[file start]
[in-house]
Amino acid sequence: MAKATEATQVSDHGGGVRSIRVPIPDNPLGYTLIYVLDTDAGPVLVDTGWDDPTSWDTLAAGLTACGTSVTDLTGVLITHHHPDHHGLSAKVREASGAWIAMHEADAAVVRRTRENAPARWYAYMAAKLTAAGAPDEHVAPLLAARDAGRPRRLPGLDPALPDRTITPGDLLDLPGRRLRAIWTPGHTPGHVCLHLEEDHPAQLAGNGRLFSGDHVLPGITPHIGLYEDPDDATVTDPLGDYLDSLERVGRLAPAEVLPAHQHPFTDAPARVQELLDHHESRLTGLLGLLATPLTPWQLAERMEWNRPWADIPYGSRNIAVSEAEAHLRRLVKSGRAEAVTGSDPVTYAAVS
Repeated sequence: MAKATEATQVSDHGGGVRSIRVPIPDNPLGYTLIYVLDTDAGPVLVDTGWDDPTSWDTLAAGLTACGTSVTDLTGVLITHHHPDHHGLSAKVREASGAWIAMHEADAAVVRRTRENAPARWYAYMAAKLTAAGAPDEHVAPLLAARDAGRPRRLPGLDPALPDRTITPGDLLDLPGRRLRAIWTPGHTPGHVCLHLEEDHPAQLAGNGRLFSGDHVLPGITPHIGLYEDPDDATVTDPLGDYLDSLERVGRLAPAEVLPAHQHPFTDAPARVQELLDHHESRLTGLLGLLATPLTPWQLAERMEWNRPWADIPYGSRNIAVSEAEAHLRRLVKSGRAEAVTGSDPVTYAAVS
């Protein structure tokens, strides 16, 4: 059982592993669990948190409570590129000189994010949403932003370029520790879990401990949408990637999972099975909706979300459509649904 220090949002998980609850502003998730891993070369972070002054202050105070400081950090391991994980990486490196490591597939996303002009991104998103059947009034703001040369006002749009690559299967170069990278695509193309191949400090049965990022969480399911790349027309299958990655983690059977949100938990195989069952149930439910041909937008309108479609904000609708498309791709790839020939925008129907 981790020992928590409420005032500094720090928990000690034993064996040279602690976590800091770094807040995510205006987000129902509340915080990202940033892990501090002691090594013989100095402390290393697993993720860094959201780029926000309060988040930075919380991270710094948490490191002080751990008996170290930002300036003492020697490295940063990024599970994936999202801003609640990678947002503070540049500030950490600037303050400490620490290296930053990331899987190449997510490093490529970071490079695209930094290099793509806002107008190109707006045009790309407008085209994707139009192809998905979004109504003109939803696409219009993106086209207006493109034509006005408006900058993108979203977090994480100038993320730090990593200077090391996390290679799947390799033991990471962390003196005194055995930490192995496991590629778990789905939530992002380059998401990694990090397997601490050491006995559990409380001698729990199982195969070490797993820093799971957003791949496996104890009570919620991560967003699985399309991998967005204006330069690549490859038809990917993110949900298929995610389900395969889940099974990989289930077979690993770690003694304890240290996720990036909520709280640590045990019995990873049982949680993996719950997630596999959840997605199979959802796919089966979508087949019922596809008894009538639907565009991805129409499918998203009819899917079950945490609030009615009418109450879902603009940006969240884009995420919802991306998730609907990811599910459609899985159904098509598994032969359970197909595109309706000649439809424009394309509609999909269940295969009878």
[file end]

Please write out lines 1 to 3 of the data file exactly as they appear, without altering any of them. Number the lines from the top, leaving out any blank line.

[in-house]
Amino acid sequence: MAKATEATQVSDHGGGVRSIRVPIPDNPLGYTLIYVLDTDAGPVLVDTGWDDPTSWDTLAAGLTACGTSVTDLTGVLITHHHPDHHGLSAKVREASGAWIAMHEADAAVVRRTRENAPARWYAYMAAKLTAAGAPDEHVAPLLAARDAGRPRRLPGLDPALPDRTITPGDLLDLPGRRLRAIWTPGHTPGHVCLHLEEDHPAQLAGNGRLFSGDHVLPGITPHIGLYEDPDDATVTDPLGDYLDSLERVGRLAPAEVLPAHQHPFTDAPARVQELLDHHESRLTGLLGLLATPLTPWQLAERMEWNRPWADIPYGSRNIAVSEAEAHLRRLVKSGRAEAVTGSDPVTYAAVS
Repeated sequence: MAKATEATQVSDHGGGVRSIRVPIPDNPLGYTLIYVLDTDAGPVLVDTGWDDPTSWDTLAAGLTACGTSVTDLTGVLITHHHPDHHGLSAKVREASGAWIAMHEADAAVVRRTRENAPARWYAYMAAKLTAAGAPDEHVAPLLAARDAGRPRRLPGLDPALPDRTITPGDLLDLPGRRLRAIWTPGHTPGHVCLHLEEDHPAQLAGNGRLFSGDHVLPGITPHIGLYEDPDDATVTDPLGDYLDSLERVGRLAPAEVLPAHQHPFTDAPARVQELLDHHESRLTGLLGLLATPLTPWQLAERMEWNRPWADIPYGSRNIAVSEAEAHLRRLVKSGRAEAVTGSDPVTYAAVS